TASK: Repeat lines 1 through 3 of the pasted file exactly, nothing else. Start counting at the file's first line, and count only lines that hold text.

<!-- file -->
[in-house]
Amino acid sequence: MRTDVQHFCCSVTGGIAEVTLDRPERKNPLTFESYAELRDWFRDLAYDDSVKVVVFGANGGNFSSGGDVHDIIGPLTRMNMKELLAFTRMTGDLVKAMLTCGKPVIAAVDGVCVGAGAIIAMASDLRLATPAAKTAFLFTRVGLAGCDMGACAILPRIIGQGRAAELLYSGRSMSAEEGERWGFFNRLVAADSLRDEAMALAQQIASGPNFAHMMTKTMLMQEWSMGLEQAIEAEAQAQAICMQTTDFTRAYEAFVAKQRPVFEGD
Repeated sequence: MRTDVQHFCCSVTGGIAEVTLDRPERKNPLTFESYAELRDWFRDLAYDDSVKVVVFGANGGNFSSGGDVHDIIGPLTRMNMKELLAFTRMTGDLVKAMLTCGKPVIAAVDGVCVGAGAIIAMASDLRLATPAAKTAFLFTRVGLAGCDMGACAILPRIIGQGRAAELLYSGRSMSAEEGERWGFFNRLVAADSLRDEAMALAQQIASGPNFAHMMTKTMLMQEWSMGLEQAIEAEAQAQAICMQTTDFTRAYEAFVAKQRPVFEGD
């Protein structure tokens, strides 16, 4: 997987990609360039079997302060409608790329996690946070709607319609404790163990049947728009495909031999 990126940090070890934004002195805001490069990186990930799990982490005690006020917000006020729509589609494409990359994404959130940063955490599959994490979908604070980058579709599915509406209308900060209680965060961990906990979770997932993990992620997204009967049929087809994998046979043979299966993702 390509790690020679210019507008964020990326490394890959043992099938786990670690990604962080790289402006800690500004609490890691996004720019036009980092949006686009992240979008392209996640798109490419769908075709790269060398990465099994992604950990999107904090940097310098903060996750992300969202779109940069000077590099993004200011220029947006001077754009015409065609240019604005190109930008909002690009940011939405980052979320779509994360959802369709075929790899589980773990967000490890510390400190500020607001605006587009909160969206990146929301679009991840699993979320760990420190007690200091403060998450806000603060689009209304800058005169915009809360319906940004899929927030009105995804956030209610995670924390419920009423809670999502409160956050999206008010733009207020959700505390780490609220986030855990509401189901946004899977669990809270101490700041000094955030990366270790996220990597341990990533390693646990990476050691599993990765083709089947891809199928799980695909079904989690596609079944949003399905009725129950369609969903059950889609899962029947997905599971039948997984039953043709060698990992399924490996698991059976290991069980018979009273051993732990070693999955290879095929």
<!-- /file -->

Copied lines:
[in-house]
Amino acid sequence: MRTDVQHFCCSVTGGIAEVTLDRPERKNPLTFESYAELRDWFRDLAYDDSVKVVVFGANGGNFSSGGDVHDIIGPLTRMNMKELLAFTRMTGDLVKAMLTCGKPVIAAVDGVCVGAGAIIAMASDLRLATPAAKTAFLFTRVGLAGCDMGACAILPRIIGQGRAAELLYSGRSMSAEEGERWGFFNRLVAADSLRDEAMALAQQIASGPNFAHMMTKTMLMQEWSMGLEQAIEAEAQAQAICMQTTDFTRAYEAFVAKQRPVFEGD
Repeated sequence: MRTDVQHFCCSVTGGIAEVTLDRPERKNPLTFESYAELRDWFRDLAYDDSVKVVVFGANGGNFSSGGDVHDIIGPLTRMNMKELLAFTRMTGDLVKAMLTCGKPVIAAVDGVCVGAGAIIAMASDLRLATPAAKTAFLFTRVGLAGCDMGACAILPRIIGQGRAAELLYSGRSMSAEEGERWGFFNRLVAADSLRDEAMALAQQIASGPNFAHMMTKTMLMQEWSMGLEQAIEAEAQAQAICMQTTDFTRAYEAFVAKQRPVFEGD